School crossing plea is ruled out

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A PEDESTRIAN crossing requested by parents and children at a Sheffield primary school is set to be ruled out during the current financial year.

Highways officers have recommended councillors keep the proposal ‘on file’ for consideration in future years but do not believe the benefits of the £100,000 scheme on Hatfield House Lane, Shiregreen, outside Hatfield School, justify the cost at the present time.

Some 161 signatures were on a petition to Sheffield Council calling for the crossing.

But, in a report to today’s meeting of the North East Community Assembly, Andrew Kay, of Sheffield Council’s Highways Department, said: “This crossing would be used substantially at school times but, apart from that, its use would be minimal.

“The vast majority of children are accompanied by adults and the provision of a crossing outside the school will mean that there are three light-controlled crossings within the space of 350 metres on Hatfield House Lane.”

Mr Kay said that a school crossing patrol warden works before and after school to help youngsters across the road and that over the last five years there has only been one pedestrian injured on the stretch of road - an adult.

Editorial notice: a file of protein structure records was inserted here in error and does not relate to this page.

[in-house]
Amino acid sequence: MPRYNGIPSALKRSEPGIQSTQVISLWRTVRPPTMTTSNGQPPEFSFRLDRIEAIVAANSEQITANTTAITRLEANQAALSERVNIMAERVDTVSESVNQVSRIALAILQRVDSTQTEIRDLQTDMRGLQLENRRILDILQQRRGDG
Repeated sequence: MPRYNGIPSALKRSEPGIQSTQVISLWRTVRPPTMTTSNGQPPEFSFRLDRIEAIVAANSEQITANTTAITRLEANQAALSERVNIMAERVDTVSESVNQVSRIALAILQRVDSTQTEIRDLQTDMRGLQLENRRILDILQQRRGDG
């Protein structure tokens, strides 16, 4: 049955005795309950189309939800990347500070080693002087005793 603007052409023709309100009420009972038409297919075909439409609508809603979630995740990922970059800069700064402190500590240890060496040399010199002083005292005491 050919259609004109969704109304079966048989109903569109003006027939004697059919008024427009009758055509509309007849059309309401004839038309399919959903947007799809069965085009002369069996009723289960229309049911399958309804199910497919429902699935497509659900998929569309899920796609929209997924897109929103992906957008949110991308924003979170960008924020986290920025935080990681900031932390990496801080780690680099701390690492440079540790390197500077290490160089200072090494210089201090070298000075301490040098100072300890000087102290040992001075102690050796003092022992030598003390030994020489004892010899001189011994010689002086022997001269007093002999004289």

He added there was good visibility on the stretch of road for motorists and pedestrians.

Mr Kay concluded: “The North East Community Assembly has recorded a number of requests for road safety improvements and some of these are for facilities outside schools. Bearing in mind the other locations, the assembly may judge that other requests are a more pressing priority.

“The request for provision of a pedestrian crossing on Hatfield House Lane will remain on file in order that the location can be part of considerations when deciding on priorities for future years.”

The assembly, which meets at Shirecliffe Community Centre, Shirecliffe Road, from 6pm, has a total budget of £725,000 for highways schemes for the 2011/12 financial year.

Other items on the agenda include the council’s strategy for improving local shopping centres, and members of the public also have the chance to ask questions or present petitions.